October 8, 2015
I know that Sen. Marco Rubio (R-FL) is running for President, and the natural inclination is to speak as if he will personally transform things. But the higher education reforms laid out in his recent Des Moines Register op-ed – not just his repeated use of “I” to say who will make the reforms – lend credence to the concern that, rather than getting government out of college funding and out of the way, he will retain, even if in some possibly improved form, federal control.
Rubio starts off on a good note, saying that, “I will reform our accreditation system to welcome low-cost, innovative higher education providers, which are currently being blocked by the existing institutions that control accreditation.” That’s a fine inclination, but keep in mind that the accreditation clot is primarily a symptom or an insidious root disease: federal student aid. The main reason accreditation is de facto required is that it is needed to get access to Pell Grants, federal student loans, etc. And, of course, the price of not having access to those things is a gigantic competitive disadvantage.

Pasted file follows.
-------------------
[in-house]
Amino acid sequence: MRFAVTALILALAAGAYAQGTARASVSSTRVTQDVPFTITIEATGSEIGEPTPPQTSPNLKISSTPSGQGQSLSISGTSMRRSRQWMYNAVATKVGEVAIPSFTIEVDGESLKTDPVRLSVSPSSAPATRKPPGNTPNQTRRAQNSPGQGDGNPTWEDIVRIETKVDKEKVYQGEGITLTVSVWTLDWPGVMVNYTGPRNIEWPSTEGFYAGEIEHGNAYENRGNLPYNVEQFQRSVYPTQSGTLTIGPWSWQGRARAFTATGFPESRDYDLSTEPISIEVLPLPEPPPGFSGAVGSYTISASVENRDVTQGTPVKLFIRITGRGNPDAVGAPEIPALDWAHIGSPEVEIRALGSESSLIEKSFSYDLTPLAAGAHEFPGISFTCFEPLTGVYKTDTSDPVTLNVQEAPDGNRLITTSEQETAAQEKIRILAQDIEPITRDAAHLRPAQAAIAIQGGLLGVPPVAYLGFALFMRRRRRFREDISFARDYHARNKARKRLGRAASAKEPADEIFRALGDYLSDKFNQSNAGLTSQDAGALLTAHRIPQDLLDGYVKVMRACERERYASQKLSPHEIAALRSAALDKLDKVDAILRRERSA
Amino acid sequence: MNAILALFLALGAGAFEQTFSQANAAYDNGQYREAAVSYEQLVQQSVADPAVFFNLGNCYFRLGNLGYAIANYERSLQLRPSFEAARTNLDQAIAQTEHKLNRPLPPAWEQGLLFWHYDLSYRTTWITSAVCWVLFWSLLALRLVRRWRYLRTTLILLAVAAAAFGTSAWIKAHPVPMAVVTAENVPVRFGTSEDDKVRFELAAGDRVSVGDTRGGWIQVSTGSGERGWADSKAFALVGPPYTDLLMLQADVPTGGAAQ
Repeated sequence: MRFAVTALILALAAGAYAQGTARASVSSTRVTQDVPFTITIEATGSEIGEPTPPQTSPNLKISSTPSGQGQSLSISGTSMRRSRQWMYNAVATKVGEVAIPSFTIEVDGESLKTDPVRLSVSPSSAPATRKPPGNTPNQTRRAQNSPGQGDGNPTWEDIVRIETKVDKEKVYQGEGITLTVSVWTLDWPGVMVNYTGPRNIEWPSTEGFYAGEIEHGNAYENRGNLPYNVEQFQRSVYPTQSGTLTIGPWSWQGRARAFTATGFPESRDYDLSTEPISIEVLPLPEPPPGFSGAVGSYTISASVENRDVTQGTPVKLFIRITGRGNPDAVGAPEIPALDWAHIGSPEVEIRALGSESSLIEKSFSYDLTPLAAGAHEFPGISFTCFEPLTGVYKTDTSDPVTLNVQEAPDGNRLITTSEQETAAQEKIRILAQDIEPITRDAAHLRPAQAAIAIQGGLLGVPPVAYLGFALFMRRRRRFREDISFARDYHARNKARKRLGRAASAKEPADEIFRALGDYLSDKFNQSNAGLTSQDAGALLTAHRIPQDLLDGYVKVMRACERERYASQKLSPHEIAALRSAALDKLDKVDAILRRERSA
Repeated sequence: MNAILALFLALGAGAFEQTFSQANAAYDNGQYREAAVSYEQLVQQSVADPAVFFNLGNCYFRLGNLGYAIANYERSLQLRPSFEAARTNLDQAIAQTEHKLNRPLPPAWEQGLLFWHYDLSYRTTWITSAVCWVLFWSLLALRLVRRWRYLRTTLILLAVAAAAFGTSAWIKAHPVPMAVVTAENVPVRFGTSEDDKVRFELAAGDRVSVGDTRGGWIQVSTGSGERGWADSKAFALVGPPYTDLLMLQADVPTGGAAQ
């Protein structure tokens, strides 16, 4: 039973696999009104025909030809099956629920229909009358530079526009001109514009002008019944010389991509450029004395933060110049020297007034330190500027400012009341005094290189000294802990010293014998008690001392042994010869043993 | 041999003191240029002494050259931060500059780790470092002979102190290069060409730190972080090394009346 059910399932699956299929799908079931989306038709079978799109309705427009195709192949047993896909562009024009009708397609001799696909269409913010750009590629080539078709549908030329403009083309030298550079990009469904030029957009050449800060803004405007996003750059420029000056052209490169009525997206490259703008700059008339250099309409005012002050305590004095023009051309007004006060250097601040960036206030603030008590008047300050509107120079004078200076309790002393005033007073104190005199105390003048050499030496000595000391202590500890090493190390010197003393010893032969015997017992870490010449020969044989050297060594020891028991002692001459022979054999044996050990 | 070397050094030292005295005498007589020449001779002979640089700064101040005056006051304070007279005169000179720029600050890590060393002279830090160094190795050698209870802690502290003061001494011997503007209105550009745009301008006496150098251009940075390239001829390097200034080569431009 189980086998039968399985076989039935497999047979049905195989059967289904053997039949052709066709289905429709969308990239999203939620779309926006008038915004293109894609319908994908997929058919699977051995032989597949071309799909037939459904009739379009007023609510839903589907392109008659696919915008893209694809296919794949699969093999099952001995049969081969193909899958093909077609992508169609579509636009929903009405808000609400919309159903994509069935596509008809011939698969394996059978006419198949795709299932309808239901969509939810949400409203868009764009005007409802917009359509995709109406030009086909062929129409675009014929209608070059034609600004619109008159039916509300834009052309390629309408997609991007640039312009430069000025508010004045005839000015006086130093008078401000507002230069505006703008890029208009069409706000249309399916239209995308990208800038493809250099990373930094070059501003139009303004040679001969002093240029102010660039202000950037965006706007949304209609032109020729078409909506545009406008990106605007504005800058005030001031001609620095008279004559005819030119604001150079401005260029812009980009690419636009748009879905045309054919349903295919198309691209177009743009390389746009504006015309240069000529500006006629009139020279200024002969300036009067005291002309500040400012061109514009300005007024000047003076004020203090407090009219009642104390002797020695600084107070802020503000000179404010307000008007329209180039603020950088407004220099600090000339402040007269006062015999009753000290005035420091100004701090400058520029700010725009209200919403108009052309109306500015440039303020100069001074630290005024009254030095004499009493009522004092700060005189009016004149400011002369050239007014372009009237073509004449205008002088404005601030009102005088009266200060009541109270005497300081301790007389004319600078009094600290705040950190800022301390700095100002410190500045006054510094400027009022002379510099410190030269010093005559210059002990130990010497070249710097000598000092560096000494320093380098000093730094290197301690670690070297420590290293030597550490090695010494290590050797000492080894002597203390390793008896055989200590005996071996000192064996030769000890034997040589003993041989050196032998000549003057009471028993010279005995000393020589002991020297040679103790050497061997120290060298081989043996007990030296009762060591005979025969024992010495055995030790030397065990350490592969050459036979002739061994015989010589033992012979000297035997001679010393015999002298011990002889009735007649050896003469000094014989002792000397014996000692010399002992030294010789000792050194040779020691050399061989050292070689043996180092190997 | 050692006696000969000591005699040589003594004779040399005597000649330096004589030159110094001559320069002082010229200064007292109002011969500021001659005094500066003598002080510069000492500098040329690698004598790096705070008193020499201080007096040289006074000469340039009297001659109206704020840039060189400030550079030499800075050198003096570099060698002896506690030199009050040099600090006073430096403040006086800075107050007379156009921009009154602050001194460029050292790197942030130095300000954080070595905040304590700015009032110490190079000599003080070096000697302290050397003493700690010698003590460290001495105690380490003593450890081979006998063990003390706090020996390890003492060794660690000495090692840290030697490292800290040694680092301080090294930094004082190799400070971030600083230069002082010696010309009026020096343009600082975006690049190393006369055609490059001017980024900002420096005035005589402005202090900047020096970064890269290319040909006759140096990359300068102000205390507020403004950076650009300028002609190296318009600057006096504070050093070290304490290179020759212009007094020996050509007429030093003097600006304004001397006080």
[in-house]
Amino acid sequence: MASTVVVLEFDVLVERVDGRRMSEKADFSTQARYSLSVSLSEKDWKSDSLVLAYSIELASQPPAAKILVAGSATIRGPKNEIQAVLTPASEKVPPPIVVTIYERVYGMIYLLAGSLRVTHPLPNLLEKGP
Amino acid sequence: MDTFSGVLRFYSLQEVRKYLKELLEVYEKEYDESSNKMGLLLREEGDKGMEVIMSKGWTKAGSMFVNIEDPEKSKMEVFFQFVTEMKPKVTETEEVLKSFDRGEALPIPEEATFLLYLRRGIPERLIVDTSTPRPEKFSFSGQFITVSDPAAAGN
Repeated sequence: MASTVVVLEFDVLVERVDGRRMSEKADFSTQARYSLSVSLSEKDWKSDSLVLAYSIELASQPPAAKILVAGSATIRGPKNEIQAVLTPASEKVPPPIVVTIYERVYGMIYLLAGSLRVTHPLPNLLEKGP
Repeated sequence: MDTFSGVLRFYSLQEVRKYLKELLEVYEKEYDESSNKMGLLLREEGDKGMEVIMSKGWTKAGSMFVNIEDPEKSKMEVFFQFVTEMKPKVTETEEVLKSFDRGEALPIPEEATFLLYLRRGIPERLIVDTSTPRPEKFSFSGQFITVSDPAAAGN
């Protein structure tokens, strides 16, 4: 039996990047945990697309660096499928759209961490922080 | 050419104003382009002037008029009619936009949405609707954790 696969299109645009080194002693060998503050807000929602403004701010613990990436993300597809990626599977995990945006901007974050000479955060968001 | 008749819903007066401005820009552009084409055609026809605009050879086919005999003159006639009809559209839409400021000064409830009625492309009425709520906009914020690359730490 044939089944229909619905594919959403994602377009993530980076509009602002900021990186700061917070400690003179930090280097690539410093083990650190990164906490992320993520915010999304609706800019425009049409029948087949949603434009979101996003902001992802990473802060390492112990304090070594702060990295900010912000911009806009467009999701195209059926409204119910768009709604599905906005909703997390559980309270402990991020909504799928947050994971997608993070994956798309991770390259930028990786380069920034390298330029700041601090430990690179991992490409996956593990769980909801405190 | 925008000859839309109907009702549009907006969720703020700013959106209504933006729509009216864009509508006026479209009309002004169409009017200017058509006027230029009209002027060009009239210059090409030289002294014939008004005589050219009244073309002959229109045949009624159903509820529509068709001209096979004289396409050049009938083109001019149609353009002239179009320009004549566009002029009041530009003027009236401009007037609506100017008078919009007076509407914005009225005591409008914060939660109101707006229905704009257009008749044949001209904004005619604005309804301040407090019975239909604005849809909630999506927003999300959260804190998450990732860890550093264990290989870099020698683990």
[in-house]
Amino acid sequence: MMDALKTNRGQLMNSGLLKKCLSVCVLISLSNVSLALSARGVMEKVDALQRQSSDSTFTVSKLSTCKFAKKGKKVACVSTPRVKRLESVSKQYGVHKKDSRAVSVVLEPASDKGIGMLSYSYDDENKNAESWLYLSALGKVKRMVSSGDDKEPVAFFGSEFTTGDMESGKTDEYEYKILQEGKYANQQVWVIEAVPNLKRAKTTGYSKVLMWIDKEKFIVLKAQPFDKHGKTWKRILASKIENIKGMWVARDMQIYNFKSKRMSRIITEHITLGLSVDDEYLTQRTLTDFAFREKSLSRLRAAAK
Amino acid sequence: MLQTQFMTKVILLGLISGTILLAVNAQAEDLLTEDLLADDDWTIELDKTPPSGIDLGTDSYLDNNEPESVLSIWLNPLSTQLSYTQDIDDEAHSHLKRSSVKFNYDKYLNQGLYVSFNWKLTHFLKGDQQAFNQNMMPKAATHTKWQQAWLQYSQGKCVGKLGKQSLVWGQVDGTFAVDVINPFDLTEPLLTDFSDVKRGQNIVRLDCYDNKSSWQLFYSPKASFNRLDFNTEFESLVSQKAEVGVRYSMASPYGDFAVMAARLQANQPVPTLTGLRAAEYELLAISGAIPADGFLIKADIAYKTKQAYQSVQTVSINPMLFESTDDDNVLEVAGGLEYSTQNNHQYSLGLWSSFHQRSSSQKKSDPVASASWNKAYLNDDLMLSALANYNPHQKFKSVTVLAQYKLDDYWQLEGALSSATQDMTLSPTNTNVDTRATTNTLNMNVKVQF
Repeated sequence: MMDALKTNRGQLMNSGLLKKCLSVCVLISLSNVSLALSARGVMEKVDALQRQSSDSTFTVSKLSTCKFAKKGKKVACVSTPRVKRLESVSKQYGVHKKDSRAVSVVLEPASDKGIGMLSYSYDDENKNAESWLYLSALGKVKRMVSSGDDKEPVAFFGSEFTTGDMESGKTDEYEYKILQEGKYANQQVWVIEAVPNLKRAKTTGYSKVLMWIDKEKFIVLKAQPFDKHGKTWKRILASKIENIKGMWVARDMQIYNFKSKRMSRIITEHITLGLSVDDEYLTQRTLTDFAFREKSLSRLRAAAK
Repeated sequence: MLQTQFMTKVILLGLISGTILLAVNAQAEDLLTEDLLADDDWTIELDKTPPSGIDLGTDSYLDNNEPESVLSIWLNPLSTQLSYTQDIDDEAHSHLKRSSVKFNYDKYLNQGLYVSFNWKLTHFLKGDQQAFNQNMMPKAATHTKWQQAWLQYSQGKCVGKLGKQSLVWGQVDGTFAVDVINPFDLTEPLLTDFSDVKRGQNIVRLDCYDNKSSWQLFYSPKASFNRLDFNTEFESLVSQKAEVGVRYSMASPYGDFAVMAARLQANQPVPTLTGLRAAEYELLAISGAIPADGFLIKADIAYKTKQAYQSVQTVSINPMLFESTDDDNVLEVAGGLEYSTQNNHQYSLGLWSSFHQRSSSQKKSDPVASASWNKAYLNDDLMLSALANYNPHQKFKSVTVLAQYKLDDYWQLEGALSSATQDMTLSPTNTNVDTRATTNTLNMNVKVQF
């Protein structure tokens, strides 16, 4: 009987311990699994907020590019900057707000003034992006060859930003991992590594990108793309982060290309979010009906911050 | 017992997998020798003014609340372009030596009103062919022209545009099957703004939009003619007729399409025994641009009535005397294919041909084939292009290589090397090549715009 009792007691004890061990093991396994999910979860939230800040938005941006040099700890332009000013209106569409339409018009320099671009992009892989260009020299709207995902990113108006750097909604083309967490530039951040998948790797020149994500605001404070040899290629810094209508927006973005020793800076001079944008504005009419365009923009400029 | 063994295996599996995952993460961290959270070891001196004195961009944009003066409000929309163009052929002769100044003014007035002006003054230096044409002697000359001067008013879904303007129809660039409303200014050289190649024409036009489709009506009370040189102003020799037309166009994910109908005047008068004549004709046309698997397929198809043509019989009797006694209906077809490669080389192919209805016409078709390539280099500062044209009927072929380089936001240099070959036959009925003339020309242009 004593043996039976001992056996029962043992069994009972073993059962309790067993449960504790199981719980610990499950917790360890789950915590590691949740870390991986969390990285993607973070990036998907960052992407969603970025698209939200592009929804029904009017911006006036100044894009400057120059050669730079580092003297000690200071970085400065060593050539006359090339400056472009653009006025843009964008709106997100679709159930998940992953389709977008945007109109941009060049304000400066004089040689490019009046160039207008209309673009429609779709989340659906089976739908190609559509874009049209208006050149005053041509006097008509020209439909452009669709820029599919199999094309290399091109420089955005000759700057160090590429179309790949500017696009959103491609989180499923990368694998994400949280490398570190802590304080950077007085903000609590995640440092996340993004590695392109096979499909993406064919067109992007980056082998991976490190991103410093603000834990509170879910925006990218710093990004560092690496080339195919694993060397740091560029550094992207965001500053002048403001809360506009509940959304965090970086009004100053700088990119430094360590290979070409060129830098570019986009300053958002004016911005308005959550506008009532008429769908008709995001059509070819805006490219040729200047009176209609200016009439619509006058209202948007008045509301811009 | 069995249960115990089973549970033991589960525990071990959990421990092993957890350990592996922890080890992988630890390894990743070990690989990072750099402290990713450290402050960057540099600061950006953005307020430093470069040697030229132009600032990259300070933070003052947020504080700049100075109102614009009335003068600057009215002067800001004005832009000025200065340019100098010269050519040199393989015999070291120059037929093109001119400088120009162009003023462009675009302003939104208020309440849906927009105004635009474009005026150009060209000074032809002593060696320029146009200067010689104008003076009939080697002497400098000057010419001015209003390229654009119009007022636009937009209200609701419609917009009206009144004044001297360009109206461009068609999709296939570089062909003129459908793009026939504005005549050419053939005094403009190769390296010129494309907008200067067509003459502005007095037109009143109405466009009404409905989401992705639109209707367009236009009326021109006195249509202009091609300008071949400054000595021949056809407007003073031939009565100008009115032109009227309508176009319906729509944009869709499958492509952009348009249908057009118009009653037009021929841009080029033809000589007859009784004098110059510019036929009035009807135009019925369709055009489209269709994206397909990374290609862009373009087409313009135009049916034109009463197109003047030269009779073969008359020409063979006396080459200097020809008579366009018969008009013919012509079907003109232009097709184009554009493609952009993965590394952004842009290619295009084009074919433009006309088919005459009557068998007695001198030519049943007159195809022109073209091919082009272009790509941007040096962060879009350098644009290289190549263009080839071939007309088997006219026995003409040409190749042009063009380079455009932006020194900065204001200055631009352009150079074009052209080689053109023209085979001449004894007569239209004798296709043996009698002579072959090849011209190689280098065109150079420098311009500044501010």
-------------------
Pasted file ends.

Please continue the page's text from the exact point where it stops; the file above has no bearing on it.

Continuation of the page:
It is the next two paragraphs that really fire my fear neurons, both with how autocratic they sound, and more importantly, what Rubio proposes to do…or not do:
Read the full article at SeeThru EDU: Rubio Misses Cutting Subsidies for Student Loans